19 December 2009
Mediterranean Sea: an example of the oceans' destiny?
A recent review describes how the Mediterranean Sea could offer an idea of the disastrous future of the oceans.
This review of more than 100 studies on the Mediterranean’s changing ecological dynamics, describes the convergence of climate change and human impacts in waters that had been stable since the time of Aristotle.
Rising temperatures, disrupted deep-water hydrology, overfishing, shrinked food-webs, mass die-offs, diseases and pollution are some of the threats that are affecting the Mediterranean Sea. Other sea areas on Earth may not escape from this sad degradation destiny. The future doesn’t look so nice...
Lejeusne C., Chevaldonné P., Pergent-Martini C., Boudouresque C.F., Pérez T. 2009. Climate change effects on a miniature ocean: the highly diverse, highly impacted Mediterranean Sea. Trends in Ecology and Evolution. doi:10.1016/j.tree.2009.10.009
Little doubt is left that climate change is underway, strongly affecting the Earth's biodiversity. Some of the greatest challenges ahead concern the marine realm, but it is unclear to what extent changes will affect marine ecosystems. The Mediterranean Sea could give us some of the answers. Data recovered from its shores and depths have shown that sea temperatures are steadily increasing, extreme climatic events and related disease outbreaks are becoming more frequent, faunas are shifting, and invasive species are spreading. This miniature ocean can serve as a giant mesocosm of the world's oceans, with various sources of disturbances interacting synergistically and therefore providing an insight into a major unknown: how resilient are marine ecosystems, and how will their current functioning be modified?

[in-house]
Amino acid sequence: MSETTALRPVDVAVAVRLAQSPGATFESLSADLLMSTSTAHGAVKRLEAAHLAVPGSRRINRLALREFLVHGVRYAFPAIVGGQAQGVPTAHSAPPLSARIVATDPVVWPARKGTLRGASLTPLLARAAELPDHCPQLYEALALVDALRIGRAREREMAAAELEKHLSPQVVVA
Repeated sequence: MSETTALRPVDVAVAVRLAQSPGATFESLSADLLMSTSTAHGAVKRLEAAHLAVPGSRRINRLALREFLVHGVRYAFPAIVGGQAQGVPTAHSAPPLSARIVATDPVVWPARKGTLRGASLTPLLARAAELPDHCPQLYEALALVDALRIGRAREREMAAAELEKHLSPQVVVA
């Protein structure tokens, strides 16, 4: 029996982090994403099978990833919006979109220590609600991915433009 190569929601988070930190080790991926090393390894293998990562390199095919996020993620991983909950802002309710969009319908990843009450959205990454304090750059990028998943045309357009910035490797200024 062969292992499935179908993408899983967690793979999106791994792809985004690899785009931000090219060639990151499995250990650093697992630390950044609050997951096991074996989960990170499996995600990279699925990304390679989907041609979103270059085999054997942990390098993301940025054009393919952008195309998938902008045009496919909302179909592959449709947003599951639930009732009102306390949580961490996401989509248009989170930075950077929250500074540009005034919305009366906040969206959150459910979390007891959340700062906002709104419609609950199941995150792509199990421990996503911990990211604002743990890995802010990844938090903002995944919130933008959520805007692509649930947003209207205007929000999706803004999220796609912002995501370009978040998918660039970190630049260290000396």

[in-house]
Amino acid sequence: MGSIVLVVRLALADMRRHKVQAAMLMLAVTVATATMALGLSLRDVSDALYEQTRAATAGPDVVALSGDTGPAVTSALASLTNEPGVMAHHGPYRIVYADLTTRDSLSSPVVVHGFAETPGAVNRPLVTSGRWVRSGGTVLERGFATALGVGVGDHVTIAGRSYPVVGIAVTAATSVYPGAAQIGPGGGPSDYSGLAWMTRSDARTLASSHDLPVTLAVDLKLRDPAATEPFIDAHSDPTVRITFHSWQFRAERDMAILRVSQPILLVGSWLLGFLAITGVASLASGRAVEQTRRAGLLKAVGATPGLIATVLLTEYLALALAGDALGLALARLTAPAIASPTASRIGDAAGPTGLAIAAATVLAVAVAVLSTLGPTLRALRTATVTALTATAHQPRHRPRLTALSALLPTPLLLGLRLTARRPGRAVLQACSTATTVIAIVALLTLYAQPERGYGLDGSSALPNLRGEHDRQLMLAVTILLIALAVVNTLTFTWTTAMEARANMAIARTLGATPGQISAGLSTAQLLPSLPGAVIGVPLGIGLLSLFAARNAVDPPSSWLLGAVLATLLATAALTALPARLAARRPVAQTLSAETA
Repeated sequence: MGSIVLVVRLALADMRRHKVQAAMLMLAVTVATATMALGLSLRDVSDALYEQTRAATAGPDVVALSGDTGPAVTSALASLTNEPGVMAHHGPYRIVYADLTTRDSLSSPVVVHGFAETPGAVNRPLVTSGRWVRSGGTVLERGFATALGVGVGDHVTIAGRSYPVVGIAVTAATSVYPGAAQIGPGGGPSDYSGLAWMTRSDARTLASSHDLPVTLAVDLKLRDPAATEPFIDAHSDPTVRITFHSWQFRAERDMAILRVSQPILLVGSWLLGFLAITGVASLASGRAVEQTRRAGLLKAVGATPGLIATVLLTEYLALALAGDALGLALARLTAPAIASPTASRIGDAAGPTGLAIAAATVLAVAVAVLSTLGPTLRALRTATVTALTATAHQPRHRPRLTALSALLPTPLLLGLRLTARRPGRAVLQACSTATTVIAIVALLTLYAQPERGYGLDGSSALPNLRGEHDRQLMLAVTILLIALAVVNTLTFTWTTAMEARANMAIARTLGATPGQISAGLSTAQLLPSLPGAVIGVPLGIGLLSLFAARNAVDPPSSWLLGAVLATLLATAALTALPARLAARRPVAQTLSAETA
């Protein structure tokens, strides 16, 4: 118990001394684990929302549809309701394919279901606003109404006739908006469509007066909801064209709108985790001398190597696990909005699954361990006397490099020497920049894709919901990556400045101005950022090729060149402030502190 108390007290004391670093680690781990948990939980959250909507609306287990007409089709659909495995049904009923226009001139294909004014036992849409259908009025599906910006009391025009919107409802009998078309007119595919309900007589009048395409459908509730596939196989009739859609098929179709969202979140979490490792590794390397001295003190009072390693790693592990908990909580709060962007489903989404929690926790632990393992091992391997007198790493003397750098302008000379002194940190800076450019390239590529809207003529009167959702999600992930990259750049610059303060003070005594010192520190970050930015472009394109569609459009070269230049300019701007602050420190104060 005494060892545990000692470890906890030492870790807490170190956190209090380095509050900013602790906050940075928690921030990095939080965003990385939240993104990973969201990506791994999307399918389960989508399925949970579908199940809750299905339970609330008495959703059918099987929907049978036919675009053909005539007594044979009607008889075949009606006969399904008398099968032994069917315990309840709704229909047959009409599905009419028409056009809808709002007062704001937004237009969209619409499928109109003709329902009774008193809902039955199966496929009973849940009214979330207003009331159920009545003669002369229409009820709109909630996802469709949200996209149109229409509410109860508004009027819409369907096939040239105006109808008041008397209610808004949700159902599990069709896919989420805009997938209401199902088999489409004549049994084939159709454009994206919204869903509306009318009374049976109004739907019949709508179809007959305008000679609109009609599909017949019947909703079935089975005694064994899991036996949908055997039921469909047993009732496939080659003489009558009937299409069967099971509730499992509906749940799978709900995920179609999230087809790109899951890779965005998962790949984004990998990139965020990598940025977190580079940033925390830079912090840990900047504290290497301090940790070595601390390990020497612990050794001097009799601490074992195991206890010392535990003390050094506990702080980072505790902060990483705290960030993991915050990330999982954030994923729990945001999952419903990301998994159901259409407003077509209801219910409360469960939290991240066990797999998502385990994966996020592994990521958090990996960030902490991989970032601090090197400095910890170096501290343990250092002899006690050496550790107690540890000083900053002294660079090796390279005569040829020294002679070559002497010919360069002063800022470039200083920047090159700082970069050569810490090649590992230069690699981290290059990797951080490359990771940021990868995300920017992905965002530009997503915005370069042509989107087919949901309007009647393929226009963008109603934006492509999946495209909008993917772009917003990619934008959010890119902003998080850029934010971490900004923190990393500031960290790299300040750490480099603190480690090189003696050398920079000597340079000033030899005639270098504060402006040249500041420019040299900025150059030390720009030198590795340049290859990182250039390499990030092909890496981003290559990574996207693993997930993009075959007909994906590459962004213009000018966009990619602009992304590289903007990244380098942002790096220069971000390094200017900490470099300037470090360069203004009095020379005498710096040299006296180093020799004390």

For more information: